Mass mating spawnings aren't the only means of coral reproduction: these reef-building organisms have a clever way of cloning themselves too, Australian scientists have shown.
Writing in Science, Australian Institute of Marine Science (AIMS) researchers Andrew Heyward and Andrew Negri found that fertilised coral embryos, lacking as they do any kind of protective outer coat or fertilisation envelope, are highly fragile. And when they floating to the sea surface following fertilisation they are readily fragmented by even small ripples.
But far from being a catastrophe for the coral, this may actually be part of the secret of their success. Because, by following the fate of some of these fragmented embryos, the duo have found that, like identical human twins that split from a single fertilised egg, each of the fragments contain totipotent cells that can independently then develop into a viable, albeit smaller, coral larva.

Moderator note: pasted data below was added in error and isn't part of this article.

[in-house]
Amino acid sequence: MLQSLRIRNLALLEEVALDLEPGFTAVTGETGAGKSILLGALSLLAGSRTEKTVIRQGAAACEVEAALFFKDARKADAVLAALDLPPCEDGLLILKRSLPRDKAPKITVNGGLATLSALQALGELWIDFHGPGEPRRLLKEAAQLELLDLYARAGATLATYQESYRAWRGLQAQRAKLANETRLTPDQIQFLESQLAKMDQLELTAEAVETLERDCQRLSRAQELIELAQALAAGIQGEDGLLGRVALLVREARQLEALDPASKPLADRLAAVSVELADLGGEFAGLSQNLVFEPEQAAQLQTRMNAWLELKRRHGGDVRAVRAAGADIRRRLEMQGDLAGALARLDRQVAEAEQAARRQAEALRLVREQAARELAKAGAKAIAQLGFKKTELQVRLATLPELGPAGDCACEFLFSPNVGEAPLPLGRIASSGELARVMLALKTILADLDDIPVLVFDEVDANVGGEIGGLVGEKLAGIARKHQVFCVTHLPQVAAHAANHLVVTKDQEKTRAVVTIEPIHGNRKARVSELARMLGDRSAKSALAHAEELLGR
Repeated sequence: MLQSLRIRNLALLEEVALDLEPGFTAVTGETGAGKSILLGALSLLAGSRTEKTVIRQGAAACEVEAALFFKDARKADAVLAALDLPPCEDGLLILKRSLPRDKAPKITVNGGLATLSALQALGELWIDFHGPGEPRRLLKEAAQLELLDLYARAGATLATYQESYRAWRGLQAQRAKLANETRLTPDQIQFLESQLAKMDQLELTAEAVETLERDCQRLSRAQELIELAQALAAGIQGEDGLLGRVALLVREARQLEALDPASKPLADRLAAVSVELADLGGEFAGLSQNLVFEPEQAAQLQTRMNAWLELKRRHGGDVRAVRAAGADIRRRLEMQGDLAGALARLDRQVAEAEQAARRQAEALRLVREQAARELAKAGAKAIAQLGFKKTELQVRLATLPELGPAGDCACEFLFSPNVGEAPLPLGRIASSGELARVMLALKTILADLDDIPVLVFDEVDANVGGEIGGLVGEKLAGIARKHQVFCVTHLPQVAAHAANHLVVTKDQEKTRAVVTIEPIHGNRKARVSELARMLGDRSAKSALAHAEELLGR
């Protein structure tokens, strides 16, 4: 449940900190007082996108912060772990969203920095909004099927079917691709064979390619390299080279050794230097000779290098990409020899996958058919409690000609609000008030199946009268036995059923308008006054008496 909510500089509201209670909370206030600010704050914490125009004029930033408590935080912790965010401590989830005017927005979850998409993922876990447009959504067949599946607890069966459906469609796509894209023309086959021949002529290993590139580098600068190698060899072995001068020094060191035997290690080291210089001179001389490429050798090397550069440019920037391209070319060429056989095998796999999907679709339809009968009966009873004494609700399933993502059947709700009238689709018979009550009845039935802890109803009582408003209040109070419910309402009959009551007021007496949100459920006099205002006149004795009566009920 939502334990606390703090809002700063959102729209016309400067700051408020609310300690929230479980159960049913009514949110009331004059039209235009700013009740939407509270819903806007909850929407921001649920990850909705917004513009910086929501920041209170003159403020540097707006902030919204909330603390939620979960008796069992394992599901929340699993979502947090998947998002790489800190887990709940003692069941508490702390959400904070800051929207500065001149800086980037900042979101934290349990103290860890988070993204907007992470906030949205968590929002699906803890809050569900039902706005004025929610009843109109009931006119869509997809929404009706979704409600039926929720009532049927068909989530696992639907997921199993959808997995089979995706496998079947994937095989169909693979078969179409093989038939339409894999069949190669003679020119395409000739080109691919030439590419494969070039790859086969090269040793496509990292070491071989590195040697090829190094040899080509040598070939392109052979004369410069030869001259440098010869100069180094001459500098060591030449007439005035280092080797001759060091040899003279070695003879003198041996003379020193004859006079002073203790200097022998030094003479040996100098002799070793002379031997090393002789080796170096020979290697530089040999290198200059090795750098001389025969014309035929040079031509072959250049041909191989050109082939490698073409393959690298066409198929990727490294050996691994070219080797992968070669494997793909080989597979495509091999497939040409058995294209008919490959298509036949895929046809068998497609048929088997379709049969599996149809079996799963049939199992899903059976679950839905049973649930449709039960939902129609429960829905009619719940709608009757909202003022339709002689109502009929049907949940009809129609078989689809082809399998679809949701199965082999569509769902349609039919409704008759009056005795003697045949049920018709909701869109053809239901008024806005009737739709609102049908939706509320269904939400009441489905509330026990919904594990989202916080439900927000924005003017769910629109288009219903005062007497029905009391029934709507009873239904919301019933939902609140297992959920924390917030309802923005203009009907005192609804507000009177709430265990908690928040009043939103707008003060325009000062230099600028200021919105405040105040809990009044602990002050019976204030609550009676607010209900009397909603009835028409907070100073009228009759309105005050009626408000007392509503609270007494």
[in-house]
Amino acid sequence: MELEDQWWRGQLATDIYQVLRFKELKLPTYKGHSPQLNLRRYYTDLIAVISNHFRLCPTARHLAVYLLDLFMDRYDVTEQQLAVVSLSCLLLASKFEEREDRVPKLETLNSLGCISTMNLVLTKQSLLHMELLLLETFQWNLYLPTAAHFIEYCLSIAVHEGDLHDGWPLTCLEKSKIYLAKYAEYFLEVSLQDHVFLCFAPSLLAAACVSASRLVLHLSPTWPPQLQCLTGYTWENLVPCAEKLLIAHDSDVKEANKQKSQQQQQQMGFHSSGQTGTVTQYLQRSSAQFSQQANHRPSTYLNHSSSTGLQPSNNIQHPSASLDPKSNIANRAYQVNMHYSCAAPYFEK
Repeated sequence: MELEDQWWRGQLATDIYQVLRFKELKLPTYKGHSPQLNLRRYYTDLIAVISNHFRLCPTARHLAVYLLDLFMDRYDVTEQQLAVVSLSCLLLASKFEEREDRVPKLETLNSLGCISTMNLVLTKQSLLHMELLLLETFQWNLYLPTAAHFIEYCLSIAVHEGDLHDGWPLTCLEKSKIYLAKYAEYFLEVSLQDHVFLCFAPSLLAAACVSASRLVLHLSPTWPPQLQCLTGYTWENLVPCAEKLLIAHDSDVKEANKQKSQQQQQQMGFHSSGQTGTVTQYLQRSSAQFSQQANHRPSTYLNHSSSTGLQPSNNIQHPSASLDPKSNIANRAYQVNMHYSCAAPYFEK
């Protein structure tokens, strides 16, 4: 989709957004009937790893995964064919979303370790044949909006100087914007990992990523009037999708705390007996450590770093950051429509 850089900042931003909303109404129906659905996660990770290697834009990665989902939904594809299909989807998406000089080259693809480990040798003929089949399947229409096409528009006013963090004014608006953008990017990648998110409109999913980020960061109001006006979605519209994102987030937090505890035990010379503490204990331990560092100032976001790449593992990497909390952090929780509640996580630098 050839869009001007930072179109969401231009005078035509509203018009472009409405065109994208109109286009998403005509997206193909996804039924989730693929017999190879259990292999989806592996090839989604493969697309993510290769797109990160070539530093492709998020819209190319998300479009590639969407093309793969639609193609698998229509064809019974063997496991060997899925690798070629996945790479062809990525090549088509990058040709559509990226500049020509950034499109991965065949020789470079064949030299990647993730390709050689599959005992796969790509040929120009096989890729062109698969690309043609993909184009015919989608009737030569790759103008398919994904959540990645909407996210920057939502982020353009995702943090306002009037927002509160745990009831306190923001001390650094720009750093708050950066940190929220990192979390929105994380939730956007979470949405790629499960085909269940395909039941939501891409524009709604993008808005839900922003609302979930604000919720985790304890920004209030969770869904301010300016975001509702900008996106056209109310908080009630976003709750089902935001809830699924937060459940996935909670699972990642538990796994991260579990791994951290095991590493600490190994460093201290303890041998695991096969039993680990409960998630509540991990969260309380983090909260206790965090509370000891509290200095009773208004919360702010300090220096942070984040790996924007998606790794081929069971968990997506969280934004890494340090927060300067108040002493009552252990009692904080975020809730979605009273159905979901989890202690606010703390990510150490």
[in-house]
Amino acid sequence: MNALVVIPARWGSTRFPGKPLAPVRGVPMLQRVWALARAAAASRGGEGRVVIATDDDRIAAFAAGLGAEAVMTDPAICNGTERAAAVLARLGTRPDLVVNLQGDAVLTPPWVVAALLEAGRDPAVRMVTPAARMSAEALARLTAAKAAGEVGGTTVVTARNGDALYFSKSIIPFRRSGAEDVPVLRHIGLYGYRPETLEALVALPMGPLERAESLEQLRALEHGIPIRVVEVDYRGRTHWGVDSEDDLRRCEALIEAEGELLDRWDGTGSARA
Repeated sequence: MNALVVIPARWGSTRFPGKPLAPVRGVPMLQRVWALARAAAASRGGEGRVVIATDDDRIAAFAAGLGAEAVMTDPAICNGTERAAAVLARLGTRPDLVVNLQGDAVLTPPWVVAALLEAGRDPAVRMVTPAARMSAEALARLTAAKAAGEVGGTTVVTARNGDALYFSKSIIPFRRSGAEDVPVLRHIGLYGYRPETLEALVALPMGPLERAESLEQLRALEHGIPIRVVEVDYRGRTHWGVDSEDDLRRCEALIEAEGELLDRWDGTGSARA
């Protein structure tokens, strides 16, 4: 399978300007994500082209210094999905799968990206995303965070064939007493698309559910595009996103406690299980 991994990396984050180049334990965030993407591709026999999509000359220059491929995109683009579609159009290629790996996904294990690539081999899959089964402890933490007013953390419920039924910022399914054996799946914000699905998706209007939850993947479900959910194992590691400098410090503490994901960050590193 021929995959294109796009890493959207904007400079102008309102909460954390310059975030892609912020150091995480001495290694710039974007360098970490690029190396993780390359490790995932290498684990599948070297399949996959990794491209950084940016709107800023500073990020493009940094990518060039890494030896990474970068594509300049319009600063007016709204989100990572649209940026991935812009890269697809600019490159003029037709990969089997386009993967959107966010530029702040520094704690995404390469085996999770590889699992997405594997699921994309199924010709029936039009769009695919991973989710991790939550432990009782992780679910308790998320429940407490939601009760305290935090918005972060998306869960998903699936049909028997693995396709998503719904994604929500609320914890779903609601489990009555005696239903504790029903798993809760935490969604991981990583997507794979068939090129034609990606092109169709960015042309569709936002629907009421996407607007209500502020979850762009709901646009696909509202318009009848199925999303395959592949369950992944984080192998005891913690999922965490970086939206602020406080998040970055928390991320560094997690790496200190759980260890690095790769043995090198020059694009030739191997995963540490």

Incredibly, this behaviour endows the coral with the benefit of diversity supplied by sexual reproduction coupled with the mass propagation potential endowed by cloning.
According to Heyward and Negri, "this mixed breeding system, combining elements of outcrossed sexual recombination and asexual propagation [cloning] may provide additional reproductive assurance in unpredictable environments..."